Community variations in violence: The role of social ties and collective efficacy in comparative context

Lorraine Mazerolle, Rebecca Wickes, James McBroom

Research output: Contribution to journalArticleResearchpeer-review

Abstract

This article explores the relative roles of social ties and collective efficacy in explaining community variations in violent victimization in Australia. Using data from a survey of 2,859 residents across 82 communities in the city of Brisbane, coupled with official reported crime data provided by the Queensland Police Service and Australian Bureau of Statistics census data for 2001, the authors employ multilevel statistical models to depict the relative importance of social ties and collective efficacy in predicting between-neighborhood violent victimization in an Australian context. The models include measures of social relationships and community-based crime prevention programs, and the authors compare and contrast their findings with studies of collective efficacy in Chicago and Stockholm, finding similar results. These findings suggest that despite structural and cultural differences between the United States and Australia in particular, collective efficacy is a significant mechanism in explaining the spatial distribution of self-reported violent victimization in the Australian context. This research underscores the importance of cross-cultural theory testing and the need to further develop the measurement of ecological constructs such as social ties and organizational behavior.

Original languageEnglish
Pages (from-to)3-30
Number of pages28
JournalJournal of Research in Crime and Delinquency
Volume47
Issue number1
DOIs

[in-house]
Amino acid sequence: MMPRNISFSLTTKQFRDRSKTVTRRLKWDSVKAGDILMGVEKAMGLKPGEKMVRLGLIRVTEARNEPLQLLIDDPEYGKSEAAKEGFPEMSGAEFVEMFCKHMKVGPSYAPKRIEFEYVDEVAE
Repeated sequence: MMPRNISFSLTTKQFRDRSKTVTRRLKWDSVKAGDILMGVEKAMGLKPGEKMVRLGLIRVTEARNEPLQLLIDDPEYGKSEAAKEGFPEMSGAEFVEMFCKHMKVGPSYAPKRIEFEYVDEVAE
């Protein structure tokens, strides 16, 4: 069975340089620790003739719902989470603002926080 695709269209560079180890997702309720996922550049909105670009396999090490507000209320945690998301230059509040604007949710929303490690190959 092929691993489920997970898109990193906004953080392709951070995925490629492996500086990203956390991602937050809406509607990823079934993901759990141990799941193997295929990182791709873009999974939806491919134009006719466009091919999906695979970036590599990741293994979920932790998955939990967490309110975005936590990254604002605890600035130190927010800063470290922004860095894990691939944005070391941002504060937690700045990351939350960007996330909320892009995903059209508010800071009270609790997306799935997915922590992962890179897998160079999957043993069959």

Publication statusPublished - Feb 2010
Externally publishedYes

Keywords

  • Collective efficacy
  • Crime prevention
  • Social ties
  • Urban communities
  • Violence

Cite this

@article{3a07dc375004441dbe62124fbb579359,
title = "Community variations in violence: The role of social ties and collective efficacy in comparative context",
abstract = "This article explores the relative roles of social ties and collective efficacy in explaining community variations in violent victimization in Australia. Using data from a survey of 2,859 residents across 82 communities in the city of Brisbane, coupled with official reported crime data provided by the Queensland Police Service and Australian Bureau of Statistics census data for 2001, the authors employ multilevel statistical models to depict the relative importance of social ties and collective efficacy in predicting between-neighborhood violent victimization in an Australian context. The models include measures of social relationships and community-based crime prevention programs, and the authors compare and contrast their findings with studies of collective efficacy in Chicago and Stockholm, finding similar results. These findings suggest that despite structural and cultural differences between the United States and Australia in particular, collective efficacy is a significant mechanism in explaining the spatial distribution of self-reported violent victimization in the Australian context. This research underscores the importance of cross-cultural theory testing and the need to further develop the measurement of ecological constructs such as social ties and organizational behavior.",
keywords = "Collective efficacy, Crime prevention, Social ties, Urban communities, Violence",
author = "Lorraine Mazerolle and Rebecca Wickes and James McBroom",
year = "2010",
month = "2",
doi = "10.1177/0022427809348898",
language = "English",
volume = "47",
pages = "3--30",
journal = "Journal of Research in Crime and Delinquency",